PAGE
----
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From counting citations to measuring usage: People got in the habit of counting how many papers a research produce. This is silly. Nobody counts how many novels a writer has produced as a way to measure his importance. So people have started counting citations. This is better because it is a bit less obvious how you might game it, but it is still silly because 90% of citations are shallow: most authors haven't even read the paper they are citing. We tend to cite famous authors and famous venues in the hope that some of the prestige will get reflected. So, that's the current state-of-the-art. But why stop there? We have the technology to measure the usage made of a cited paper. If you merely cite a paper "in passing", that's rather easy for a computer to measure this effect. Some citations are more significant: for example it can be an extension of the cited paper. Fairly elementary machine learning techniques should suffice to measure the impact of your papers based on how much following papers build on your results. Why isn't it done?

Update: I wrote blog post based on this G+ post:
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Academic should steal a page from Google's book. It will always be an arms race between metric designers and metric gamers. We need a much more agile and open marketplace of metric designers.
As long as you're looking for ways to improve the process, throw in some ranking boost for authors that publish results of efforts to reproduce results. Don't want to get (any more) over-focused on original content.
+Philippe Beaudoin I agree. But we could actually use Google to solve this problem. After all, it is a search problem. You want the most influential research paper on topic "X". Merely looking at citations is like merely looking at inbound links. It is not bad, but you can do better.
One argument against is that putting a comparatively opaque layer of machine learning in there that mysteriously spits out a reputation score is a bit frightening, especially if it directly impacts people's careers. At least citation counts (and most related metrics) are reasonably concrete. But anyhow, I'm sure someone out there is itching to create a "Klout for Academics" startup.
+Christopher Batty Who says you can have only one metric? We could/should have competing metrics. And anyone who is ranking researchers based on some "Klout score" is a moron. Period.
I see what you're getting at Daniel. There would have to be some content-analysis. In combination with other metrics like those being developed at Alt Metrics ( e.g. Total Impact ( you'd get a much more "rounded out" picture. There's also the metric "how many startups did this paper generate" (referring to Bollen et. al. "Modeling Public Mood and Emotion: Twitter Sentiment and Socio-Economic Phenomena")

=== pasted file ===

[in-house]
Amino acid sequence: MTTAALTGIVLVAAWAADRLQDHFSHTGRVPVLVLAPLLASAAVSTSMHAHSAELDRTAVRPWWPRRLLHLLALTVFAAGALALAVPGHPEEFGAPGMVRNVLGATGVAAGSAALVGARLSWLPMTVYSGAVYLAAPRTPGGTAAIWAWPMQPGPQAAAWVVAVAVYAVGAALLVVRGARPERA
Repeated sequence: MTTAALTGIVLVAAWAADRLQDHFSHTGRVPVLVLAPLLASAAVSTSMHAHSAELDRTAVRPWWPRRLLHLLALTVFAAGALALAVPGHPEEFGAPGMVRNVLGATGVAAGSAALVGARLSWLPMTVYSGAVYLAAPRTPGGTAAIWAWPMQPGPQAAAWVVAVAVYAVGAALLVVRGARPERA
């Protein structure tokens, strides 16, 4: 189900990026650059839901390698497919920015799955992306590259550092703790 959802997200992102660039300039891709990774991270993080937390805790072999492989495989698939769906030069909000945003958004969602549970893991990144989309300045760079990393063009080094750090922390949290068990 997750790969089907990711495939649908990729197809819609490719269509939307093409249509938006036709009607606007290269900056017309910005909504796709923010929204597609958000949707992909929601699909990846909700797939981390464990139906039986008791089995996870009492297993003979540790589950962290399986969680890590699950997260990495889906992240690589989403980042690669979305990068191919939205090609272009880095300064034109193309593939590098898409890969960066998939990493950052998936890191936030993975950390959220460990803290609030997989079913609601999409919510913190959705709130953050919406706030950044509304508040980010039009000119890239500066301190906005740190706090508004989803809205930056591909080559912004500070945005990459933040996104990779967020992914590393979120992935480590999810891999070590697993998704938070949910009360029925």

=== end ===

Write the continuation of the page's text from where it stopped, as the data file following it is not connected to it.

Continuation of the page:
The point is valid. But there has been work on understanding (for example) the "flow" of research as indicated by how ideas are cited and percolate. It's a little tricky because you need sufficient understanding of "research English" to parse the way in which a reference is being made. A related example of this, using blogs and news sources (instead of research papers) was done in KDD 2009:
anyone who's published knows there are two types of citations, and it's easy to tell them appart. When I was in grad school, and I had to read a new paper, I'd first collect all the works cited in more than one section, excluding intro, previous works, and future work. Basically, it becomes clear that the new work is based on whatever it cites in the actual meat of the paper, and more than once. If a cited work only ever appears in a list of more than 3 other works, that's also a clue it's not really a building block of the new work.
With these guidlines, an author is forced to pick which papers are cited prominently, or otherwise degrade their work with irrelevant tangential remarks.
I bet that someone will do this soon enough. I also bet that very simple technical criteria would already give a pretty good picture of how much is a citation used in a paper. E.g., for every time that a citation appears in a paragraph that has k citations in it, it gets a score of 1/k.
"Fairly elementary machine learning techniques should suffice to measure the impact of your papers based on how much following papers build on your results."

+Daniel Lemire Just out of curiosity, what kind of machine learning techniques do you have in mind?.
Isn't machine learning completely opaque to people who are not versed in it?

Counting citations, as much as it is flawed, involves little subjectivity and is transparent; someone in psychology or medicine will easily understand that it's just a tally of times a work is mentioned. This makes it easily verifiable and repeatable.